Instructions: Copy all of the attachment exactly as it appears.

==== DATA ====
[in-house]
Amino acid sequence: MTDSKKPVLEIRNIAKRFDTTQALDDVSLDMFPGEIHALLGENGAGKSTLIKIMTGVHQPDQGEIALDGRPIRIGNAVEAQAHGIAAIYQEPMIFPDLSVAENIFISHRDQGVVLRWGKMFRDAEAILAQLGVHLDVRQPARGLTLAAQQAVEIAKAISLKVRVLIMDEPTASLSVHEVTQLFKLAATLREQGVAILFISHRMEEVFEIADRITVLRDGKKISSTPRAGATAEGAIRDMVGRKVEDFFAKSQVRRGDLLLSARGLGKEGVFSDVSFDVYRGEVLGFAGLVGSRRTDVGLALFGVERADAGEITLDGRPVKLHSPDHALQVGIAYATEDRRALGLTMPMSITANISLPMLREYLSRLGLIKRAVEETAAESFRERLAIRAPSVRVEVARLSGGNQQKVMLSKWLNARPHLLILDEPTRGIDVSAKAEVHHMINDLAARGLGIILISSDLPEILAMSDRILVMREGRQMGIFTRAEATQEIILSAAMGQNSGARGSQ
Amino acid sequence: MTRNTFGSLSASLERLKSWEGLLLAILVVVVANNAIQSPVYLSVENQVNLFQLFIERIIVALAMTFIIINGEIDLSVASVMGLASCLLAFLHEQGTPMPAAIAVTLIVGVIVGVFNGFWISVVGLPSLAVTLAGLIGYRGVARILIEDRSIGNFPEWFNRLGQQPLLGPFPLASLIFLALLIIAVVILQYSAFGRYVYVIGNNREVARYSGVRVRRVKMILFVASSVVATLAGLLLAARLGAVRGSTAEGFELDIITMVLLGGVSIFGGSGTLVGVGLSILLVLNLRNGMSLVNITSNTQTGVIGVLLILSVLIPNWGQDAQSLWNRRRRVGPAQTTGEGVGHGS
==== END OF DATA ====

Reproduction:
[in-house]
Amino acid sequence: MTDSKKPVLEIRNIAKRFDTTQALDDVSLDMFPGEIHALLGENGAGKSTLIKIMTGVHQPDQGEIALDGRPIRIGNAVEAQAHGIAAIYQEPMIFPDLSVAENIFISHRDQGVVLRWGKMFRDAEAILAQLGVHLDVRQPARGLTLAAQQAVEIAKAISLKVRVLIMDEPTASLSVHEVTQLFKLAATLREQGVAILFISHRMEEVFEIADRITVLRDGKKISSTPRAGATAEGAIRDMVGRKVEDFFAKSQVRRGDLLLSARGLGKEGVFSDVSFDVYRGEVLGFAGLVGSRRTDVGLALFGVERADAGEITLDGRPVKLHSPDHALQVGIAYATEDRRALGLTMPMSITANISLPMLREYLSRLGLIKRAVEETAAESFRERLAIRAPSVRVEVARLSGGNQQKVMLSKWLNARPHLLILDEPTRGIDVSAKAEVHHMINDLAARGLGIILISSDLPEILAMSDRILVMREGRQMGIFTRAEATQEIILSAAMGQNSGARGSQ
Amino acid sequence: MTRNTFGSLSASLERLKSWEGLLLAILVVVVANNAIQSPVYLSVENQVNLFQLFIERIIVALAMTFIIINGEIDLSVASVMGLASCLLAFLHEQGTPMPAAIAVTLIVGVIVGVFNGFWISVVGLPSLAVTLAGLIGYRGVARILIEDRSIGNFPEWFNRLGQQPLLGPFPLASLIFLALLIIAVVILQYSAFGRYVYVIGNNREVARYSGVRVRRVKMILFVASSVVATLAGLLLAARLGAVRGSTAEGFELDIITMVLLGGVSIFGGSGTLVGVGLSILLVLNLRNGMSLVNITSNTQTGVIGVLLILSVLIPNWGQDAQSLWNRRRRVGPAQTTGEGVGHGS